“State Department Inspector General Steve Linick has been removed,” Politico reports.
“He played a minor role in the House of Representatives’ impeachment proceedings against President Donald Trump, ferrying a trove of documents to lawmakers that had been provided to the State Department by Rudy Giuliani, the president’s personal lawyer.”
Rep. Eliot Engel (D.-NY), chairman of the House Foreign Affairs Committee, told the Washington Post that the State Department Inspector General was fired after opening an investigation into Secretary of State Mike Pompeo and said the timing suggested “an unlawful act of retaliation.”
A Democratic congressional aide said that Steve Linick was looking into Pompeo’s “misuse of a political appointee at the Department to perform personal tasks for himself and Mrs. Pompeo.”
Rep. Eliot Engel (D-NY) and Sen. Robert Menendez (D-NJ) told the Trump administration to preserve all records related to the Friday night removal of the inspector general, the Washington Post reports.
Said the two lawmakers in a letter: “President Trump’s unprecedented removal of Inspector General Linick is only his latest sacking of an inspector general, our government’s key independent watchdogs, from a federal agency.”
Sen. Mitt Romney (R-UT) denounced President Trump’s firings of internal government oversight officials, calling it a “threat to accountable democracy,” CNN reports.
Said Romney: “The firings of multiple Inspectors General is unprecedented; doing so without good cause chills the independence essential to their purpose. It is a threat to accountable democracy and a fissure in the constitutional balance of power.”
Former President Barack Obama encouraged 2020 high school graduates to embrace unity to solve the world’s problems amid the coronavirus pandemic.
Said Obama: “First, don’t be afraid. America’s gone through tough times before — slavery, civil war, famine, disease, The Great Depression and 9/11. And each time, we came out stronger.”
“Second, do what you think is right. Doing what feels good, what’s convenient, what’s easy — that’s how little kids think.”
He concluded: “Unfortunately, a lot of so-called grown-ups, including some with fancy titles and important jobs, still think that way — which is why things are so screwed up,”
“The House on Friday approved the most radical change to its rules in generations, allowing its members to cast committee and floor votes from afar — the culmination of a months-long struggle to adapt the 231-year-old institution to the coronavirus pandemic,” the Washington Postreports.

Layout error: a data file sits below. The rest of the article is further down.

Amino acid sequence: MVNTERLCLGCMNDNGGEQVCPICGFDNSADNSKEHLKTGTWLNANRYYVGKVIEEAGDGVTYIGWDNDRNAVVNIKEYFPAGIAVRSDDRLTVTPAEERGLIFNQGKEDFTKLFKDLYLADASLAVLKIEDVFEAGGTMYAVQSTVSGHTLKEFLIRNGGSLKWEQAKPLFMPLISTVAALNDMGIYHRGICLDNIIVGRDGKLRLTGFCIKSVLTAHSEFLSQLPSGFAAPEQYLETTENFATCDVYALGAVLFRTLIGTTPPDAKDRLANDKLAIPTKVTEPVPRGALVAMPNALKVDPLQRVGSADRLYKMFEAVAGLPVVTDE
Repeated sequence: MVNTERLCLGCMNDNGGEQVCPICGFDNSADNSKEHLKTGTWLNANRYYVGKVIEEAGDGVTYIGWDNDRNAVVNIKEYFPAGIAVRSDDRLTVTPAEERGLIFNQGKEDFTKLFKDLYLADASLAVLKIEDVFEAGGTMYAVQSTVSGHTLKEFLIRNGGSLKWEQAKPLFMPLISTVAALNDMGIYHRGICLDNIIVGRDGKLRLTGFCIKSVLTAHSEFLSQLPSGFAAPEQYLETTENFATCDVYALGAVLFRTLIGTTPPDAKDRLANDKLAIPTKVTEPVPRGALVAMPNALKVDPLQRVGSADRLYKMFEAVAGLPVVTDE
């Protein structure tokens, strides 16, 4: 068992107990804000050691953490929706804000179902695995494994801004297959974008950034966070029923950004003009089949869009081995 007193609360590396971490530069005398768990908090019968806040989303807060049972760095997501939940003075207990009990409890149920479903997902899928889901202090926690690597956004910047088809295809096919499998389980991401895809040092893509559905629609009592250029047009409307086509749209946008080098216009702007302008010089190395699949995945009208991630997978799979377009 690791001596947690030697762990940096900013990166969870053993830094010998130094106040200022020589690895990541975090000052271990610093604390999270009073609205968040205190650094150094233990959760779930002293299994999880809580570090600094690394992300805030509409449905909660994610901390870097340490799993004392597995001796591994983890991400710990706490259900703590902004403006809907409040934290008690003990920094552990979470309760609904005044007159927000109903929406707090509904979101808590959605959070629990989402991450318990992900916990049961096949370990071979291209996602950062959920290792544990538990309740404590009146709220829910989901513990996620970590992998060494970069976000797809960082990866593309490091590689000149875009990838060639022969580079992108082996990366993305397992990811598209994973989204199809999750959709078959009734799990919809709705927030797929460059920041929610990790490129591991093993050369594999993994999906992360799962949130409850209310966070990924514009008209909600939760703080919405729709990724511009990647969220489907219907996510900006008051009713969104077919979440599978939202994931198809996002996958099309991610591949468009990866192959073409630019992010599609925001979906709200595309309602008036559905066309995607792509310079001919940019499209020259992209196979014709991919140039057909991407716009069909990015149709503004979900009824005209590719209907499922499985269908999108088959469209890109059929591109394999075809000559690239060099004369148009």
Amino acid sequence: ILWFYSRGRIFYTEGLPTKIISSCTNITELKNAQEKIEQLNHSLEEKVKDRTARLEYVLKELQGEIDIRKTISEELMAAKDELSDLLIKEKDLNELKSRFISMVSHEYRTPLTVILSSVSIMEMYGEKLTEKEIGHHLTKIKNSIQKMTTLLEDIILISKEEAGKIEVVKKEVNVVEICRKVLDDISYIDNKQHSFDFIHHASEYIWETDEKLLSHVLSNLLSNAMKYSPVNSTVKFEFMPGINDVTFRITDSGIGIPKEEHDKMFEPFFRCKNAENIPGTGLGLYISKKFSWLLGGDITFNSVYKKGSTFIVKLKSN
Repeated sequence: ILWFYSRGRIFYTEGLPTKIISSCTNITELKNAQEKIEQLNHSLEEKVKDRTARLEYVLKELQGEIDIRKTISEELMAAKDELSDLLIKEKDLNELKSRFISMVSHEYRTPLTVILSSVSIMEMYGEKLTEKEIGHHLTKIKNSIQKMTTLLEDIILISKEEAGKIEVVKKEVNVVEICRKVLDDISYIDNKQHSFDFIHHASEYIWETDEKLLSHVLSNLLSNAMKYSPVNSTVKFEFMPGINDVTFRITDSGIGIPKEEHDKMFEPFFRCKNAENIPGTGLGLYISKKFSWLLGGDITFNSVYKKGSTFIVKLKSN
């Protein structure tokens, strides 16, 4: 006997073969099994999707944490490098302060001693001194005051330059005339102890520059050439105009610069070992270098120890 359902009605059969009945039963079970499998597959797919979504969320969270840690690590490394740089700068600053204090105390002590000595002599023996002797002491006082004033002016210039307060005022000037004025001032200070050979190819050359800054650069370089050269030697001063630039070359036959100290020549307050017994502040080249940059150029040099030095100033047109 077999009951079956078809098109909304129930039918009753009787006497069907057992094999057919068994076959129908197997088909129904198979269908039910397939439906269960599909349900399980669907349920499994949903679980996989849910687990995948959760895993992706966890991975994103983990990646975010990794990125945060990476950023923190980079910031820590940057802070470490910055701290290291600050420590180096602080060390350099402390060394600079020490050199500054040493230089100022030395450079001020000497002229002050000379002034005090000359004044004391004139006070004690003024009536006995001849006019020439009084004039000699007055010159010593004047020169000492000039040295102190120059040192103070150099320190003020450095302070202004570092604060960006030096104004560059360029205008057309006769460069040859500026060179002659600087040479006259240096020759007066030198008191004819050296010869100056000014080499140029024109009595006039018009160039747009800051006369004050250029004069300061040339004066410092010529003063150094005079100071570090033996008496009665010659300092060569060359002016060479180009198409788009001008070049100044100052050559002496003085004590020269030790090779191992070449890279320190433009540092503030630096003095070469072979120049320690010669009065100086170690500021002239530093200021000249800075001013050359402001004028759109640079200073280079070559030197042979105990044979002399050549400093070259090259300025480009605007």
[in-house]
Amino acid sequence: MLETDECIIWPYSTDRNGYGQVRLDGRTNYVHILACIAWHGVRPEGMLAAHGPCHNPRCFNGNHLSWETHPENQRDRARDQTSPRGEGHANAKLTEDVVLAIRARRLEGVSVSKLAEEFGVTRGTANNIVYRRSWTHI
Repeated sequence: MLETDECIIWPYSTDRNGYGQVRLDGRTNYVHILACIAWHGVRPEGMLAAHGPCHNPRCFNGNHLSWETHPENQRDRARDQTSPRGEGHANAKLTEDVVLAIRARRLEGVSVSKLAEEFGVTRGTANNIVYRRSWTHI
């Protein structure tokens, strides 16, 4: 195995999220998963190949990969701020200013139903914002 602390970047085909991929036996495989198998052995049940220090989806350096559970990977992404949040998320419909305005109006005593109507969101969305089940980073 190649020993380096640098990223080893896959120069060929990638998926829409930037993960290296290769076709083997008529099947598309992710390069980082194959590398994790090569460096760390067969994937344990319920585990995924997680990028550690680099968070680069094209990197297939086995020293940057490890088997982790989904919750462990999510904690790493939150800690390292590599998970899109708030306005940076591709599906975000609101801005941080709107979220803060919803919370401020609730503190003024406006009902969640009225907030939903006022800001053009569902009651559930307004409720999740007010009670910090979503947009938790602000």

“Despite bipartisan frustrations with the virus’s effect on the legislative process, the changes, which include temporarily authorizing remote committee work and proxy voting on the House floor, were adopted largely along party lines. The vote was 217 to 189.”
Roll Call: “The significant, yet temporary, change to operations was not enacted during any other national crisis in history.”
“A divided House on Friday narrowly passed a $3 trillion pandemic relief package to send aid to struggling state and local governments and another round of direct $1,200 payments to taxpayers, advancing a proposal with little chance of becoming law over near-unanimous Republican opposition,” the New York Times reports.
Playbook: “After a short detente of Republicans and Democrats coming together to support massive bailout packages, the partisan divide has returned in full force and passing the next bill is going to be messy at best.”
“Four-time major champion Rory McIlroy criticized President Trump for his response to the coronavirus outbreak, and said it was unlikely the pair would meet for another round of golf,” Reuters reports.
Said McIlroy: “We’re in the midst of something that’s pretty serious right now. The fact that he’s trying to politicize it and make it a campaign rally and say that we administer the most tests in the world, like it’s a contest – there’s some stuff that just is terrible.”
He added: “It’s not the way a leader should act.”
New York Times: “Far from a one-day onslaught, it was a climactic moment in a weeklong lurch by Mr. Trump back to the darkest tactics that defined his rise to political power. Even those who have grown used to Mr. Trump’s conduct in office may have found themselves newly alarmed by the grim spectacle of a sitting president deliberately stoking the country’s divisions and pursuing personal vendettas in the midst of a crisis that has Americans fearing for their lives and livelihoods.”
“Since well before he became president, Mr. Trump’s appetite for conflict has defined him as a public figure. But in recent days he has practiced that approach with new intensity, signaling both the depths of his election-year distress and his determination to blast open a path to a second term, even at the cost of further riling a country in deep anguish.”